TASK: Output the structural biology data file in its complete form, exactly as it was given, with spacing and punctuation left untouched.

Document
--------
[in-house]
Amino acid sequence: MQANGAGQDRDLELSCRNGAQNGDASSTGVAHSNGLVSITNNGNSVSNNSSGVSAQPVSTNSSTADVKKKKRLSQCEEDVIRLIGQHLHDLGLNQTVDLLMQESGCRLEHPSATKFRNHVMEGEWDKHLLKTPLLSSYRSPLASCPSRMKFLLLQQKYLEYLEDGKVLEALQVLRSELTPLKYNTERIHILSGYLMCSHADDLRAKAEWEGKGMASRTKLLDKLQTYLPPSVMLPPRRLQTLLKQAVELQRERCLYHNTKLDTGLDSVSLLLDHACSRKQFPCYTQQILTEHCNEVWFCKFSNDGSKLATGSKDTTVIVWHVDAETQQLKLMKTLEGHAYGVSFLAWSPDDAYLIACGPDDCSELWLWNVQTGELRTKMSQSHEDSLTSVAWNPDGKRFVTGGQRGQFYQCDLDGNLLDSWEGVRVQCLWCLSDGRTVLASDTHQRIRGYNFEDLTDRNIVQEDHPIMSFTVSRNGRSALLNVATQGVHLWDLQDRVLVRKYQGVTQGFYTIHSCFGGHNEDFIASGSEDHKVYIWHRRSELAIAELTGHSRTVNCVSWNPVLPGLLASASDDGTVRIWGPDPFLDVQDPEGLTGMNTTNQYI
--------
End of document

[in-house]
Amino acid sequence: MQANGAGQDRDLELSCRNGAQNGDASSTGVAHSNGLVSITNNGNSVSNNSSGVSAQPVSTNSSTADVKKKKRLSQCEEDVIRLIGQHLHDLGLNQTVDLLMQESGCRLEHPSATKFRNHVMEGEWDKHLLKTPLLSSYRSPLASCPSRMKFLLLQQKYLEYLEDGKVLEALQVLRSELTPLKYNTERIHILSGYLMCSHADDLRAKAEWEGKGMASRTKLLDKLQTYLPPSVMLPPRRLQTLLKQAVELQRERCLYHNTKLDTGLDSVSLLLDHACSRKQFPCYTQQILTEHCNEVWFCKFSNDGSKLATGSKDTTVIVWHVDAETQQLKLMKTLEGHAYGVSFLAWSPDDAYLIACGPDDCSELWLWNVQTGELRTKMSQSHEDSLTSVAWNPDGKRFVTGGQRGQFYQCDLDGNLLDSWEGVRVQCLWCLSDGRTVLASDTHQRIRGYNFEDLTDRNIVQEDHPIMSFTVSRNGRSALLNVATQGVHLWDLQDRVLVRKYQGVTQGFYTIHSCFGGHNEDFIASGSEDHKVYIWHRRSELAIAELTGHSRTVNCVSWNPVLPGLLASASDDGTVRIWGPDPFLDVQDPEGLTGMNTTNQYI